The national team scored two late goals against the UAE. Photo thanhnien.vn
The national team did their job, but you won’t see coach Park Hang-seo stood on an aircraft carrier in front of a ‘Mission Accomplished’ banner any time soon.
In case you’ve been living under a rock and missed it somehow, Việt Nam advanced to the third round of World Cup qualifying last week after a 3-2 defeat to the UAE.
Scraping through as one of the five best group runners-up doesn’t concern me, they were deserving of a spot in the next round on the balance of the campaign.
But unfortunately, making it to the third round was the easy part.
In their six-team group, Việt Nam will face the heavy hitters of Asian football and are guaranteed to be drawn with one of Japan or Iran and one of Australia or South Korea, as well as three other top sides.
Underdog status probably suits coach Park just fine and having made it this far it’s hard to argue against sticking with the tactics that have brought the team this far, but I’m going to give it a go anyway.
The match against the UAE showed the problems with Park’s conservative approach against top teams, but also how there could be a different path for Việt Nam.
By sitting deep and playing what effectively became a 5-4-1 formation with only fullbacks Đoàn Văn Hậu and Nguyễn Trọng Hoàng as true wide players, the UAE were allowed to dominate possession without having to worry about a Vietnamese counterattack.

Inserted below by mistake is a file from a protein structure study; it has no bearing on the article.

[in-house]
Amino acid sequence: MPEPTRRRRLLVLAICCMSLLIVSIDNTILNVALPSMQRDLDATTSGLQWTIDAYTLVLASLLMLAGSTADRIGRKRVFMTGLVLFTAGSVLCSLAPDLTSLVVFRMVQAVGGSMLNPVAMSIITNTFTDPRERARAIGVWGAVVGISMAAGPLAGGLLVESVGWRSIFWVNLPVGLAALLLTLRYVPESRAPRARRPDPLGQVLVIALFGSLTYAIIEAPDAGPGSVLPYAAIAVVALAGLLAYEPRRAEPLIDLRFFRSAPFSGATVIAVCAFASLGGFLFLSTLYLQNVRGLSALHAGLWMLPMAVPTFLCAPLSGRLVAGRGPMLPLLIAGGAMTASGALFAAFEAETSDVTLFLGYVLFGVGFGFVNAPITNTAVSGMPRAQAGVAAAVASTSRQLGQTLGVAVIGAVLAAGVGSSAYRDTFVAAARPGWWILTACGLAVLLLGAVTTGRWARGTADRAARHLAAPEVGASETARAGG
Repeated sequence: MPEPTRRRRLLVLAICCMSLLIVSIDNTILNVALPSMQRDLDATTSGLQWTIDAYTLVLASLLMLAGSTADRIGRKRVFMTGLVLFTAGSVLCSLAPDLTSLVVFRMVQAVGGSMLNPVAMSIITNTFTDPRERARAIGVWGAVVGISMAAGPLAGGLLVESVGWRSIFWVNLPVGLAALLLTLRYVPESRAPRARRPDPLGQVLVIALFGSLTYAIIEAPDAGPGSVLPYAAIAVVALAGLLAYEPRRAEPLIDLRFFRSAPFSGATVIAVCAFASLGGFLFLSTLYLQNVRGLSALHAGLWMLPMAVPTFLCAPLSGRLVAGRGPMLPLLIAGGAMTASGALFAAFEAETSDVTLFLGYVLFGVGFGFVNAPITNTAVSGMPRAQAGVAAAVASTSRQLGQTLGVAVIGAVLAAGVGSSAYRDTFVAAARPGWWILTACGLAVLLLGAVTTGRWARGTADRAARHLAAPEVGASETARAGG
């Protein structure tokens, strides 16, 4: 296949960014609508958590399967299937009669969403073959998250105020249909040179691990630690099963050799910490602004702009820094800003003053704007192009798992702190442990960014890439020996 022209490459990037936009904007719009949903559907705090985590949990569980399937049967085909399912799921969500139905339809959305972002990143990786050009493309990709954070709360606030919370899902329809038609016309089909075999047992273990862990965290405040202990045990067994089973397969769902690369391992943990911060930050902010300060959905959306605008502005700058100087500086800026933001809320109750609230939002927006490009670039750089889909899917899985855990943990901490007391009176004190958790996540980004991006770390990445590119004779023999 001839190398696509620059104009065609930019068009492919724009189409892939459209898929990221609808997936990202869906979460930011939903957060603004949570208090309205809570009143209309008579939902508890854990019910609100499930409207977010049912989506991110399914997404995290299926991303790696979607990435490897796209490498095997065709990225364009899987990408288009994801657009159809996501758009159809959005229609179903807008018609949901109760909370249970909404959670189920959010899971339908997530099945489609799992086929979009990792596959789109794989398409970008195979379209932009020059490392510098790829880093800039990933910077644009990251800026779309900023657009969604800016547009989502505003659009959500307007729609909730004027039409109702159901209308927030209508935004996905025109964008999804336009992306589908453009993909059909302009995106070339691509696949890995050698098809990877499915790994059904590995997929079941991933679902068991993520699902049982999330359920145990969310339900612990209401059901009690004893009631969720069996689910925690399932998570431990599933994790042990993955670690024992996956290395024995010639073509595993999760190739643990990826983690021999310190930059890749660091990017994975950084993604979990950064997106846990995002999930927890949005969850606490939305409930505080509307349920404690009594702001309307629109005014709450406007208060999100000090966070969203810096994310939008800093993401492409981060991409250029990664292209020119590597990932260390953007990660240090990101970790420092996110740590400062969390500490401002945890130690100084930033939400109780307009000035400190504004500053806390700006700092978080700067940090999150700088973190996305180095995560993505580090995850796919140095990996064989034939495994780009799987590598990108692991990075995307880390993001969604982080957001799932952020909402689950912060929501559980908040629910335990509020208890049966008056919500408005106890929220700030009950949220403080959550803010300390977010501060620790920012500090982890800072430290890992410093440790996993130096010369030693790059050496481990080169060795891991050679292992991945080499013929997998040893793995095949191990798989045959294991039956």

The likes of Malaysia and Thailand struggled to break down Park’s packed defence, but teams with the calibre of player the UAE, South Korea and Japan possess will eventually find a way through and the UAE surged to a 3-0 lead without breaking a sweat.
In the second half though, Việt Nam roared back with two late goals to almost make a game of it. Now in fairness, the UAE may have eased off the gas a touch, but I still think there are lessons to be learned from both goals.
The first was slotted home by Nguyễn Tiến Linh after some superb intricate buildup play, with Hoàng, Nguyễn Quang Hải and Trần Minh Vương all involved. The lesson here? Việt Nam have some great technicians and it’s a waste to have them chasing shadows for 90 minutes instead of playing with the ball at their feet.
The second goal came from a UAE mistake after some good high pressing and then quick passing by Việt Nam. This reminds me of that age-old adage in football: they don’t like it up them. The best sides in Asia are used to having things their way against the minnows, why not press them and try and ruffle a few feathers?
Yes, pressing high and trying to play with the ball rather than staying compact is a risky approach and could have the likes of Ali Mabkhout, Son Heung-min and Takumi Minamino licking their lips, but what have Việt Nam got to lose?
Việt Nam’s historic run means they’re already playing with house money, so for me, it’s time to take a gamble and see how far bravery can carry them, rather than sticking with a conservative approach that will almost certainly result in a string of battling defeats.
Fortune favours the brave, so that’s what Park has to be. VNS